Quito. 6:30 pm. July 21st, 2017.
‘Is there anywhere to eat nearby? I asked the receptionist upon check-in.
‘Yes, in the square about 100m away, but you shouldn’t go out alone,’ he replied in a serious tone.
‘What? Why?’ I demanded in frustration. After a long day of travel, I felt hungry enough to eat my fingers.
‘It’s not safe to go out on your own,’ was the grim reply.
‘Perhaps I can eat here,’ I ventured. At this stage, I was starting to feel desperate.
‘The restaurant’s closed, but I can sell you some snacks.’
Minutes earlier, as my taxi pulled up in front of the hotel, I had noticed that the street was empty. Now, looking at the selection of snacks in the glass cabinet beside the reception desk, I had to accept a harsh reality. My food choices were some packets of nuts, a few bars of chocolate and mineral water. It was going to be a long and hungry night. My trip to Ecuador was clearly getting off to a flying start (NOT!).
Quito: The Official Travel Advice
The following is the official advice of the US State Department website:
Crime is a widespread problem in Ecuador.
Pick-pocketing, robbery, and hotel room theft are the most common crimes. Tourists have been robbed at gunpoint on beaches and along hiking trails. Passengers arriving at the Quito and Guayaquil airports have also been targets of armed robberies.
The advice then goes on to mention a few more minor issues such as theft on public transport, express kidnappings at ATMs, carjackings, sexual assault, violent assault, and the use of ‘incapacitating drugs’.
If that isn’t off-putting enough, then take a look at the UK Foreign Office website which includes these choice words about Quito:
Muggings and pick pocketing are very common. In Quito, take particular care in ‘La Carolina’ and ‘El Ejido’ parks, the districts of ‘La Mariscal’, ‘La Floresta’ and ‘La Marin’, the bus terminals and the old town including the main square and ‘El Panecillo’ hill.
Just about everywhere you might want to go in the city…
The question is clear: Should you go to Quito?
With my few nibbles and a bottle of water, I climbed to the roof of the hotel. My initial feeling was: What the hell am I doing here?
However, on the roof and despite my hunger, this quickly softened. The rooftops of a Spanish colonial city were visible all around me. In the distance on a hill directly opposite, bathed in a bright white light, shone the Panecillo. It is a symbol of Quito.
The next day I discovered a city that was hard to hate. Its streets provided hours of exploration- steep climbs, religious art, and exquisite colonial architecture. Quito became the first UNESCO World Heritage Site on the planet in 1978 and it was easy to understand why. Plaza Grande must be one of South America’s most impressive central squares. The benches between the palm trees and pink cherry blossoms proved to be the perfect spot to admire the imposing whitewashed buildings that dominate the area.
However, with so much more to see, it was impossible to stay long in one place.
Quito’s attractions clearly deserve a standalone article. But, amidst the incredible cultural offerings, two places stand out. La Ronda, a vertical street of brightly painted colonial buildings, could be one of the continent’s most charming urban retreats. Meanwhile, Casa del Abalado is a veritable celebration of indigenous culture. And these are only two of the many places to visit in the centre. In truth, I visited so much more.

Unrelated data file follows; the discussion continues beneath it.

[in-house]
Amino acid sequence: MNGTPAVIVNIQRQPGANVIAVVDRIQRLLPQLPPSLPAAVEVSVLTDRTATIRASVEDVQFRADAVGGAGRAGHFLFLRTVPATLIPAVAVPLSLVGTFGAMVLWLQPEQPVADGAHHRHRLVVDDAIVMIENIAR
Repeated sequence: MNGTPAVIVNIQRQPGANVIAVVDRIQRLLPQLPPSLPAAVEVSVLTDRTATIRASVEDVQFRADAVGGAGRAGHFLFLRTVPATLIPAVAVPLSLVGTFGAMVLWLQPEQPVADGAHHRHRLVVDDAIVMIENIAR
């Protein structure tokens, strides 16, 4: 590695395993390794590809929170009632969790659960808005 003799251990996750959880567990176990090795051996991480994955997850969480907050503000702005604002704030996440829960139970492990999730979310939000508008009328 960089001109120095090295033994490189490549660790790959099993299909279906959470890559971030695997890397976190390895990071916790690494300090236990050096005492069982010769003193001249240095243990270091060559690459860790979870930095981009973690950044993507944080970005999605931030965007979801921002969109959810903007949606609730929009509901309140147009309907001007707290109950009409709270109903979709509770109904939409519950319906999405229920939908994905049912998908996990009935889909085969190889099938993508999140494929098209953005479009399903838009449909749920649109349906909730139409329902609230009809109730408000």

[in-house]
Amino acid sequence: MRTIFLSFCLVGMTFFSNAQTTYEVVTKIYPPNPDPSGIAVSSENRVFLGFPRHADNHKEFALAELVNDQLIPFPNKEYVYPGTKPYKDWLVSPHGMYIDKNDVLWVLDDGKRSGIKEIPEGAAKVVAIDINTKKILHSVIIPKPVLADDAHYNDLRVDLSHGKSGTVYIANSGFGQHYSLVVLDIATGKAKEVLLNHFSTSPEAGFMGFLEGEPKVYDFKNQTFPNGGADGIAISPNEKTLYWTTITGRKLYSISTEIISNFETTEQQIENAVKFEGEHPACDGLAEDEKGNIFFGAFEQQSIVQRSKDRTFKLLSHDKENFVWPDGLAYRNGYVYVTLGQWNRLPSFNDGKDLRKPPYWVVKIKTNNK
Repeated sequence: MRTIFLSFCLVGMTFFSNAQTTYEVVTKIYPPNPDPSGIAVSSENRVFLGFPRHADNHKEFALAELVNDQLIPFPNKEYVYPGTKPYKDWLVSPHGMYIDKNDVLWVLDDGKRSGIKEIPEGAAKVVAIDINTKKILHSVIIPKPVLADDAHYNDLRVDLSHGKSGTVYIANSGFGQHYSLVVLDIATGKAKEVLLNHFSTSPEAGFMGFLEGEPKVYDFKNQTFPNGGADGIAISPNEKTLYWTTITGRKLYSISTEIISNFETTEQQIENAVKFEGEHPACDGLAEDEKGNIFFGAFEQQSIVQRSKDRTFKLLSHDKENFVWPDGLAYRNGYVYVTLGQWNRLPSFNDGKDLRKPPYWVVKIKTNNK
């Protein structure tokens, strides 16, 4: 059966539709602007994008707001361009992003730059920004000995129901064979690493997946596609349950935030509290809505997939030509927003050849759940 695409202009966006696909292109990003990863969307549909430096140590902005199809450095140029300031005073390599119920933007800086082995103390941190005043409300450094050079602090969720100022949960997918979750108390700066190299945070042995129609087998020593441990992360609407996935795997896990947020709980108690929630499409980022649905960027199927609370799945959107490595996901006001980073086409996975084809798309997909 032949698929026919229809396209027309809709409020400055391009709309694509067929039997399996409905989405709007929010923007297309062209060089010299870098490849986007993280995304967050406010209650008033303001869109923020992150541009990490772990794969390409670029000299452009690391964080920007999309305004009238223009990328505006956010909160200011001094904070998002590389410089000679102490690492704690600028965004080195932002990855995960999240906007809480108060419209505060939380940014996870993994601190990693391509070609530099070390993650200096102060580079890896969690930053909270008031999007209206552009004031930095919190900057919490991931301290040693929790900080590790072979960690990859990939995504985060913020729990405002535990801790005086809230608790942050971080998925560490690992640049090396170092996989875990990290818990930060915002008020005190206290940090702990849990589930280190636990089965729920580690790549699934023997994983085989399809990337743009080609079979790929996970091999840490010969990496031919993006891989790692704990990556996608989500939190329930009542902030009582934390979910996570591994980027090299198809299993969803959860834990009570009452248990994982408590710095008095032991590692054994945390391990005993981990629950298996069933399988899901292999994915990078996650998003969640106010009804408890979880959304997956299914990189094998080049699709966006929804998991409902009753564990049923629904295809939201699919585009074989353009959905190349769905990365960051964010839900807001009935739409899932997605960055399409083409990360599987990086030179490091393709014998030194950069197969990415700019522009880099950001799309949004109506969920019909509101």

Days in Quito followed a similar pattern: sightseeing, museums, cafés, and lots of walking. During the hours of daylight, the city was heavily policed, particularly in busy areas. After dark, those same streets would empty, the police would disappear and I would dash off to quickly grab a bite to eat. Nights were spent in my hostel. Locked in. Literally.
The New City
Following a trip to the north, I decided to make a detour to Mindo. From there, I expected to visit Otavalo. However, Quito was on my route and it called me back. This time I stayed in the Yellow House in Mariscal Foch. Again, I was not disappointed. The New City was vibrant and modern, a complete contrast to Old Quito. Also, La Capilla del Hombre, reflecting the artist Guayasamin’s focus on indigenous suffering, must be one of my favourite art museums in South America. Despite all these positives, the area also had an edge. The German owner of my hostel warned me not to venture too far on foot. Quito, it seemed, could never feel perfectly safe.
What to Do
Should you go? I don’t know. However, I can say that I’m glad I went. In fact, I even hope to return. That said, it’s not the safest destination in South America. As a solo traveller, I felt more vulnerable there than I did in many other cities on the continent. Ultimately, it’s a choice between experiencing a stunning city and the potential threat to your personal security. Remember that most visits are trouble-free, but look after personal possessions, and safety must always come first.
The Old City is a great place for sightseeing, but it’s not without its problems. Rincon Familiar is a choice spot for travellers looking for good value accommodation. The Yellow House, mentioned above, is safe, secure and friendly. Light sleepers should avoid it on weekends.
Quito is accessible by bus from destinations throughout the country. The new airport is about 45 minutes from the city. Travellers going to and from Colombia should look at this article to get an insight into bus travel between the two countries.